A student take on the 2024 Federal Budget

by | May 1, 2024 | News

The 2024 Federal Budget was delivered in the House of Commons on April 16, 2024. Canada’s Federal budget focuses on addressing pressing concerns like the housing crisis and inflation. The document is called Budget 2024: Fairness for every generation, but aside from catchy names, what do we get? Though the budget was not student focused, some proposals to help students were outlined in the budget. Here’s what to expect. 

Rent payments in credit history: This step wasn’t taken specifically for students, but will likely help us, as many students are renting. The government wants banks and other lenders to create tools to report rent payment history to credit bureaus. This step is particularly beneficial for young Canadians and newcomers in Canada, who have a hard time establishing their credit history. Timely rent payment will now have two advantages: better credit score and a higher probability that you’ll get your deposit back, unless of course you paint graffiti on the walls.

Updating the CSFA Program: The federal student loans and grants are provided based upon financial need determined through a formula. This formula hasn’t been updated since 1998. Budget 2024 proposes to update this formula to reflect the actual housing costs faced by students.

Loans and grants: The government announced they will extend the increase in full-time Canada Student Grants and interest-free Canada Student Loans for another year. The full-time Canada Student Grant is increasing from $3,000 to $4,200 per year, with increased grants available for the 2024-25 year. The government also increased grants for students with disabilities, part-time students and students with dependents. 

Back to school: At present, mature students planning to take classes at post secondary institutions face barriers in getting federal student aid if they have a low credit score. But now, mature students will no longer face a credit screening requirement if they are applying for federal financial assistance for the first time.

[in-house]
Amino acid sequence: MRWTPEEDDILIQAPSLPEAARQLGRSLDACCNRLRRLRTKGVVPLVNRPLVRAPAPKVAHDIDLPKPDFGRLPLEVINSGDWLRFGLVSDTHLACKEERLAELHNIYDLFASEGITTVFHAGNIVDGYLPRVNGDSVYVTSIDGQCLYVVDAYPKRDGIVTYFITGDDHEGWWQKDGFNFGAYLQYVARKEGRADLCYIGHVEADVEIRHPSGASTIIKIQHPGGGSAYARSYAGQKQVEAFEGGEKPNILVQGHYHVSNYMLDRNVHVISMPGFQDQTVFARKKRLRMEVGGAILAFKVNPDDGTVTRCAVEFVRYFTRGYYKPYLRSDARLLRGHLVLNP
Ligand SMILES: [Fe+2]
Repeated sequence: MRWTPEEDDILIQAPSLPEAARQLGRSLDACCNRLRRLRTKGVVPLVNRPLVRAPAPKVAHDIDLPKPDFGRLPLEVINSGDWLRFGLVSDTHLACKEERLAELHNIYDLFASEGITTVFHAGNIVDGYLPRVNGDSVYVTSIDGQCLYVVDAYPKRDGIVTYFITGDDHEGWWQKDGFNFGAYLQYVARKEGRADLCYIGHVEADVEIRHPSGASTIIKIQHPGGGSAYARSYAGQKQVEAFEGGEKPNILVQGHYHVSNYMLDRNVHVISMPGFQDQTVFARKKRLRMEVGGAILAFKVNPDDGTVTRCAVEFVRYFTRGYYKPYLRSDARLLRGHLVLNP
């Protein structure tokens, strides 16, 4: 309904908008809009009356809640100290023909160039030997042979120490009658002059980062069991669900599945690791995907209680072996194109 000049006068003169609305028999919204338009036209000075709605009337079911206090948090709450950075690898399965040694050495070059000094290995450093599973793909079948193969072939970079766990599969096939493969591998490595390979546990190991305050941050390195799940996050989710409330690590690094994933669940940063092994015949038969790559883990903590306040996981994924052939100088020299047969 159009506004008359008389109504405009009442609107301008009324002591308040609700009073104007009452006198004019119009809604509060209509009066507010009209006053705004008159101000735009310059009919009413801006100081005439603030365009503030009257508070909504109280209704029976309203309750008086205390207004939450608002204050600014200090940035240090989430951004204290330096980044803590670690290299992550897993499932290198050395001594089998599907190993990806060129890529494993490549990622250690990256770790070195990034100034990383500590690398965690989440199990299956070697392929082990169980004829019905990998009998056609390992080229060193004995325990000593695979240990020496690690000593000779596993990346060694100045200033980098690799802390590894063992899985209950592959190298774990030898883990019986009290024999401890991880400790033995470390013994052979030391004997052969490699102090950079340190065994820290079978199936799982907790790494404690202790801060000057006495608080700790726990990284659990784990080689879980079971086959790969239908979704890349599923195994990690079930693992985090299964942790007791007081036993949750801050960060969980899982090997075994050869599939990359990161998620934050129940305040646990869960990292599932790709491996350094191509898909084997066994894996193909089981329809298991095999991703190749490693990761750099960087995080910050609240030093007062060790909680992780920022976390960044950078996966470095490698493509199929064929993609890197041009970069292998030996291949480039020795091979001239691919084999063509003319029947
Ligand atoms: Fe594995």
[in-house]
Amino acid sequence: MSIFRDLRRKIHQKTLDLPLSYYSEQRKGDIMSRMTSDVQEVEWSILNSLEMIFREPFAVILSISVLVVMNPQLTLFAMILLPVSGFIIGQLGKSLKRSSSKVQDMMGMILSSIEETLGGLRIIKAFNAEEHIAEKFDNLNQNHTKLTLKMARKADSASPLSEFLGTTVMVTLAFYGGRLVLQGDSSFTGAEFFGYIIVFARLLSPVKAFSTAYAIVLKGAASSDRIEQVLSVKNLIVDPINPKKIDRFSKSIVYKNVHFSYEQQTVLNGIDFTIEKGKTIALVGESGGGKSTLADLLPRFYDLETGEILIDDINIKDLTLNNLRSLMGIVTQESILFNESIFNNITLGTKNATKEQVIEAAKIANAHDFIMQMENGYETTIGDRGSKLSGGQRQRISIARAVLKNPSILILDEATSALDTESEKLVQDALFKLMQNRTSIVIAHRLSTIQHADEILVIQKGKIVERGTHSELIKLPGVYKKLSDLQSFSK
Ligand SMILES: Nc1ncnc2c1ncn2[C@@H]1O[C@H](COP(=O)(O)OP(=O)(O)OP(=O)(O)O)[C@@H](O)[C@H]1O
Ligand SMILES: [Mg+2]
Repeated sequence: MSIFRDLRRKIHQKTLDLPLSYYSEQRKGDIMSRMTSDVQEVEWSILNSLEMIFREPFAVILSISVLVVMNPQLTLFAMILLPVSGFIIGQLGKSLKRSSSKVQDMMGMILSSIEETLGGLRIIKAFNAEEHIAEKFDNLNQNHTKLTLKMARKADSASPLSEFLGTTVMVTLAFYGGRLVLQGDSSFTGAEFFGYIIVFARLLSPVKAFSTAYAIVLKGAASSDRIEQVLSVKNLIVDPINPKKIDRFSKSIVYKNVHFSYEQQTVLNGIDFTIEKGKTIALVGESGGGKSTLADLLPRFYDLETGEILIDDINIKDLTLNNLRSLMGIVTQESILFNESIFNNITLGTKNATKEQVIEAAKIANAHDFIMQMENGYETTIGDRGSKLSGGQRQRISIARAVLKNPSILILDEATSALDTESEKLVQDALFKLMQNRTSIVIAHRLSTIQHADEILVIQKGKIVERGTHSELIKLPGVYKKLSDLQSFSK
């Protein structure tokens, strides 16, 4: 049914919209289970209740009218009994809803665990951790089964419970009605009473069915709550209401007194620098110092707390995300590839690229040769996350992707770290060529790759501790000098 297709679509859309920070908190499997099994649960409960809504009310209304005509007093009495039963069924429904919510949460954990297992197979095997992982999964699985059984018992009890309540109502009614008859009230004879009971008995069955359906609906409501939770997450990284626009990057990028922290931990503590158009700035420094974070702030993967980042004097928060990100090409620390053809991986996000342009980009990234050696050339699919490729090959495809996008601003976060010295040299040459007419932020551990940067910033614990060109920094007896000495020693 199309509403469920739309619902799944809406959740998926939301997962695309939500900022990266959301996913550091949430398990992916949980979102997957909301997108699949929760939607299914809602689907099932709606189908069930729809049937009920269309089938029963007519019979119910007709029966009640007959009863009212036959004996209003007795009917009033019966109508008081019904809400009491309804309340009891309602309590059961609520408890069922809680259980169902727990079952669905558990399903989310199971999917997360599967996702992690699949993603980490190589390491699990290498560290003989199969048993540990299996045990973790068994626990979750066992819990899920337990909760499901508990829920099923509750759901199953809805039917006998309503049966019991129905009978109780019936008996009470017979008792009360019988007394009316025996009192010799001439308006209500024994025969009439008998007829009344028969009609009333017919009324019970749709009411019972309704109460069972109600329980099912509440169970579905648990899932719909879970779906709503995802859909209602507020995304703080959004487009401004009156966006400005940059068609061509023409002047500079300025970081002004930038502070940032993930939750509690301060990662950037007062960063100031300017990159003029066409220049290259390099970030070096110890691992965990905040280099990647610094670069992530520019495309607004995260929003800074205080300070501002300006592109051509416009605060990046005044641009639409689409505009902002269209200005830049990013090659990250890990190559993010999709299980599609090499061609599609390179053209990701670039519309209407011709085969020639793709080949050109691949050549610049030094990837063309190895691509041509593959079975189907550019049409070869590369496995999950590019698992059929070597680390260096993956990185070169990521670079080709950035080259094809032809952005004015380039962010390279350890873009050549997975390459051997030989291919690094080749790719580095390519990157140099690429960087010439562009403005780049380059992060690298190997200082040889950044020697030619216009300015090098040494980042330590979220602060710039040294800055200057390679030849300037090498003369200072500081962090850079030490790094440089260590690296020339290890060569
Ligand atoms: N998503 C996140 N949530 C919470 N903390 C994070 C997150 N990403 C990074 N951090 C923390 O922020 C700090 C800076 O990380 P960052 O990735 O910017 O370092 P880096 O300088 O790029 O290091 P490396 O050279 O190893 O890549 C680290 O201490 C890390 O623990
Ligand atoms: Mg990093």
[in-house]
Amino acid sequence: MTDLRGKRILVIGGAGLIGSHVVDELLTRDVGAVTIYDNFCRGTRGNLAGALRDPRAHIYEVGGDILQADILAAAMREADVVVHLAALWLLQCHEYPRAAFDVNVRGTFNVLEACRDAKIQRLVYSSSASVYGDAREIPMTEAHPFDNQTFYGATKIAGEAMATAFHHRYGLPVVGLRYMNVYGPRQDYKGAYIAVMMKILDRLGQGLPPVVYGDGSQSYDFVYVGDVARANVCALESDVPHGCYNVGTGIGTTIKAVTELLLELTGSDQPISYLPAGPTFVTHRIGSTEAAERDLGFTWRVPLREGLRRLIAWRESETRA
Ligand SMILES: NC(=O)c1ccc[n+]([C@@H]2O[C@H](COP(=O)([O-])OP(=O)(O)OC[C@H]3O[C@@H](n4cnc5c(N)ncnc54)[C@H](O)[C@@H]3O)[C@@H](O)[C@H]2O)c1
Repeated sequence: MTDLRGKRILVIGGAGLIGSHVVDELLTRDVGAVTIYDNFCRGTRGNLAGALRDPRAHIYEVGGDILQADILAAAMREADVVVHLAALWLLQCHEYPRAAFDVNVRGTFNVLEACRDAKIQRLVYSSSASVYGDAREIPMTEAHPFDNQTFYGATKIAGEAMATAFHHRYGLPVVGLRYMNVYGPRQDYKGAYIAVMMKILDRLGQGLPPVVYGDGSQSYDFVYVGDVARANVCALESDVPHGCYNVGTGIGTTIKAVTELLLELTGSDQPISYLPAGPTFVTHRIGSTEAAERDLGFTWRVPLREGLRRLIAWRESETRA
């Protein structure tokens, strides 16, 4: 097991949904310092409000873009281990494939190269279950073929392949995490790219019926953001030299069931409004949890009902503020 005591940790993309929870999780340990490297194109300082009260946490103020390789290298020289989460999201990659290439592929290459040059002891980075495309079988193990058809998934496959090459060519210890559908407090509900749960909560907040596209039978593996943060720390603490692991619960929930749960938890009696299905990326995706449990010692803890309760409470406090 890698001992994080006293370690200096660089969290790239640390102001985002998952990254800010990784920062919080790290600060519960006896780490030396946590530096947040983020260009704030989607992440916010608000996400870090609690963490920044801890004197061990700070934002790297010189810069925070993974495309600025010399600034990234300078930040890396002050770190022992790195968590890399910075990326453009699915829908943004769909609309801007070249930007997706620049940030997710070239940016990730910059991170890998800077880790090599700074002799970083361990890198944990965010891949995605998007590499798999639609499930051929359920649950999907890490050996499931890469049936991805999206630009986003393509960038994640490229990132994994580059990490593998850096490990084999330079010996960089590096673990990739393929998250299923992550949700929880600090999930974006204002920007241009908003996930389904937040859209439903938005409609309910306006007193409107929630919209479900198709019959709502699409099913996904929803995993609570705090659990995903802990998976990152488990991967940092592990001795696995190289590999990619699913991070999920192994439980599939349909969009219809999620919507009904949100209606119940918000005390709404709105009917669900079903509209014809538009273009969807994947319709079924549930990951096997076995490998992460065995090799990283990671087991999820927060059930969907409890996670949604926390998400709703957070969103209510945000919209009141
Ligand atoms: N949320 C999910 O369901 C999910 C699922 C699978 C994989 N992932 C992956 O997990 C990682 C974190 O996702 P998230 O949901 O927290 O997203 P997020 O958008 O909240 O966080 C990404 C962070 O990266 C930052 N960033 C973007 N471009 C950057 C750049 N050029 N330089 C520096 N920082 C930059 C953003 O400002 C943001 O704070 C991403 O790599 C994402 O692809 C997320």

Co-op opportunities: This one will matter for students getting co-ops or internships. Through the Student Work Placement Program, the federal government will be providing over $200 million to “create more work-integrated learning opportunities for post-secondary students. 

Jobs and skill training: Budget 2024 proposes to invest heavily in Canada Summer Jobs to provide well paying summer job opportunities. It also proposes to allocate $150.7 million for the Youth Employment and Skills Strategy Program to “provide job placements and employment supports to youth.” Recognizing young Canadians’ passion for environmental activism, the government wants to create a Youth Climate Corps program, where young people can find jobs focused on battling climate change.  

Focus on mental health: The government is focusing on mental health for young people as well. They plan to allocated $500 million over five years to start a Youth Mental Health Fund, which will “help community organizations provide more care for younger Canadians, and better equip these organizations to refer youth to other mental health services within their networks and partnerships.” 

Other measures: Some measures were taken for future students, like auto-enrollment into a RESP account. To promote future research, talent scholarships for graduate and doctoral students were increased. Some other measures were taken for indigenous and low-income communities to assist them in graduating from high school and creating a successful future. 

This was just a quick snapshot of the Budget. There were many other interesting proposals like something called ‘the right to disconnect’, which aims to amend the Canada Labour Code to prevent employers in federally regulated sectors from communicating for work related issues with employees after scheduled hours. Looks like no more pretending to be away from your phone dodging your boss’s calls, you now have a legal right to ignore your boss; but having to laugh at their lame jokes, nothing we could do about that.

What are your views about the Federal budget? Reach out to us and share your thoughts by emailing info@thenuggetonline.com.

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